Pat Kelly

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Pat Kelly

WMLO union influence

Wellington Marxist-Leninist Organisation was active and influential in Wellington Trades Hall, where it had “the leading hand” in its relationships with prominent unionists, such as Pat Kelly and Graeme Clarke, the latter of whom was in fact a member. [1]

The Paper

All through the ’70s, Mike Law edited HART News and in 1974 was business manger for the allied Maoist publication “The Paper”. Other helpers or contributors to “The Paper” included, Rona Bailey, Alick Shaw, Peter Franks, Terry Auld, Robert Reid, Lisa Sacksen (all future members of the Workers Communist League) future Air NZ board member Rob Campbell, future Race Relations Conciliator Joris de Bres, unionist Pat Kelly, Principal Family Court judge Peter Boshier, journalist Gyles Beckford, writer Tony Simpson and HART leader Trevor Richards.


Pat Kelly was for a short time a member of the Socialist Unity Party.

Compact Group

The Compact Group consisted of Rex Jones, Owen Harvey, Mark Gosche, Maryan Street, Pat Kelly.

Lucky miss

Graeme Clarke, Henry Stubbs and Graham Kelly were among a small group of unionists who walked past a bomb at Wellington Trades Hall 20 minutes before it went off at 5:19pm on March 27, 1984, killing caretaker Ernie Abbott.

The three men attended the 30th anniversary memorial service for Mr Abbott in the foyer of Trades Hall in Vivian St March 2014.

Immediately before the bombing they had attended the regular monthly meeting of the management committee of the Federation of Labour's Wellington District Trades Council.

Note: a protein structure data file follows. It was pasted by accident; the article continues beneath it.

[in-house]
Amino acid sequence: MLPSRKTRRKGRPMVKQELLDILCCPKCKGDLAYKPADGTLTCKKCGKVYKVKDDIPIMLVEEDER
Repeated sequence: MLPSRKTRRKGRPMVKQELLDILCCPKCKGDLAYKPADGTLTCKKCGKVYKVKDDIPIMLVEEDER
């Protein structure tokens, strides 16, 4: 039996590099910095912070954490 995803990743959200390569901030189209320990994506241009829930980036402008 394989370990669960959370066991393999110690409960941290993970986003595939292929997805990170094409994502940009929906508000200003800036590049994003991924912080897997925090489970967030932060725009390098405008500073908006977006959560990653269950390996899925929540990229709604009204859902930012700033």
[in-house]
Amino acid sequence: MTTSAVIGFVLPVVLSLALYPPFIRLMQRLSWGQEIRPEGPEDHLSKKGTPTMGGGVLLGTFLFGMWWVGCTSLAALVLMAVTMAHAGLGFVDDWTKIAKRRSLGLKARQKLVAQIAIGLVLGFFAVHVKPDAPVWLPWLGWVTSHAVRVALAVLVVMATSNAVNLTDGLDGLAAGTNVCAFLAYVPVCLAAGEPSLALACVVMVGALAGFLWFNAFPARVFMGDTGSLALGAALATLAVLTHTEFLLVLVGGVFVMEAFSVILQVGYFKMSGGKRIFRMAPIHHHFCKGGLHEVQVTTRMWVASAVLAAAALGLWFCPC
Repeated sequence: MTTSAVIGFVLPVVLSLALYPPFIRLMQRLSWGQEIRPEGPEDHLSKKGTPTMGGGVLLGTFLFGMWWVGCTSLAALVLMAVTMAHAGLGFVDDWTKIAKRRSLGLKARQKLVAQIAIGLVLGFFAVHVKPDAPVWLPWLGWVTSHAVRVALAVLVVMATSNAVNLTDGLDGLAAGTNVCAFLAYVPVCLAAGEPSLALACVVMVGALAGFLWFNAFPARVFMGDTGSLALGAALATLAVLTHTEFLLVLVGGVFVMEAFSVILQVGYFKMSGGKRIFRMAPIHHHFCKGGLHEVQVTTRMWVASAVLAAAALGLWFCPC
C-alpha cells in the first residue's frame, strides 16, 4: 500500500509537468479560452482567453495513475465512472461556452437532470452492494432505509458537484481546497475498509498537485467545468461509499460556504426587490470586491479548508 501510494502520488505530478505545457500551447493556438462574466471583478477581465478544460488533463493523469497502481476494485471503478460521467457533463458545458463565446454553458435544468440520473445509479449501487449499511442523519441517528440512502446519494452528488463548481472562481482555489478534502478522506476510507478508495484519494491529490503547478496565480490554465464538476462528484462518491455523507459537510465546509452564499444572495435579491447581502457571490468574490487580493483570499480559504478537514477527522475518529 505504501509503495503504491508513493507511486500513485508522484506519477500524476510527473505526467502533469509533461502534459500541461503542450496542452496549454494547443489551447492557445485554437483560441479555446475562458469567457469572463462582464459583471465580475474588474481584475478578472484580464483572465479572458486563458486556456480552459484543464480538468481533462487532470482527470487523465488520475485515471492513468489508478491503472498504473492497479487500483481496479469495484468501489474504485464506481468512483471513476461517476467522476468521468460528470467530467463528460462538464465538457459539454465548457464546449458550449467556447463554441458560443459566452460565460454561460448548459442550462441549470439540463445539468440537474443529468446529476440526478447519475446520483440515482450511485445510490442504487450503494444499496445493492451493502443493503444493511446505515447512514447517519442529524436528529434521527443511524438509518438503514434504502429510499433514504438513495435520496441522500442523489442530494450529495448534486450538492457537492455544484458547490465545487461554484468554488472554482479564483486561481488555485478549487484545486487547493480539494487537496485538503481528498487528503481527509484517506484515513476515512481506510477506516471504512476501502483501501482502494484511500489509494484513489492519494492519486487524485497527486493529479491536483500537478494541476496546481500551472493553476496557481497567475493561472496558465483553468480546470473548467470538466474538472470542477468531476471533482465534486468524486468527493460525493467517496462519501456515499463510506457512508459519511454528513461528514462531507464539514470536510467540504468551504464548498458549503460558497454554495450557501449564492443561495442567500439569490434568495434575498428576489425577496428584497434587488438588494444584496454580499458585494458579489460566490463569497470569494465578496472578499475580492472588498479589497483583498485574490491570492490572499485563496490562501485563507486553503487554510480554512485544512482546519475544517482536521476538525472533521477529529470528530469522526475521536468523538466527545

The meeting was chaired by the late Pat Kelly and Mr Clarke, then the secretary of the Wellington District Council of the Federation of Labour, recalled last night how he and President Mr Pat Kelly had walked past the suitcase bomb when they left the building before going on to attend another union meeting at Fraser House in Willis St.

"While we sat in the room [at the Trades Hall meeting] a bomb was sitting outside. If it had gone off earlier it could have taken away the whole of the management committee of the Wellington Trades Council.

"It is with some good fortune that I am here today because when we left, I left with Pat Kelly, we walked out the door with arms full of leaflets.

"Pat saw the suitcase but our arms were too full to pick up the suitcase, which had nothing to do with us," Mr Clarke said.

At the meeting the three men had planned a campaign against Prime Minister Rob Muldoon's wage freeze.[2]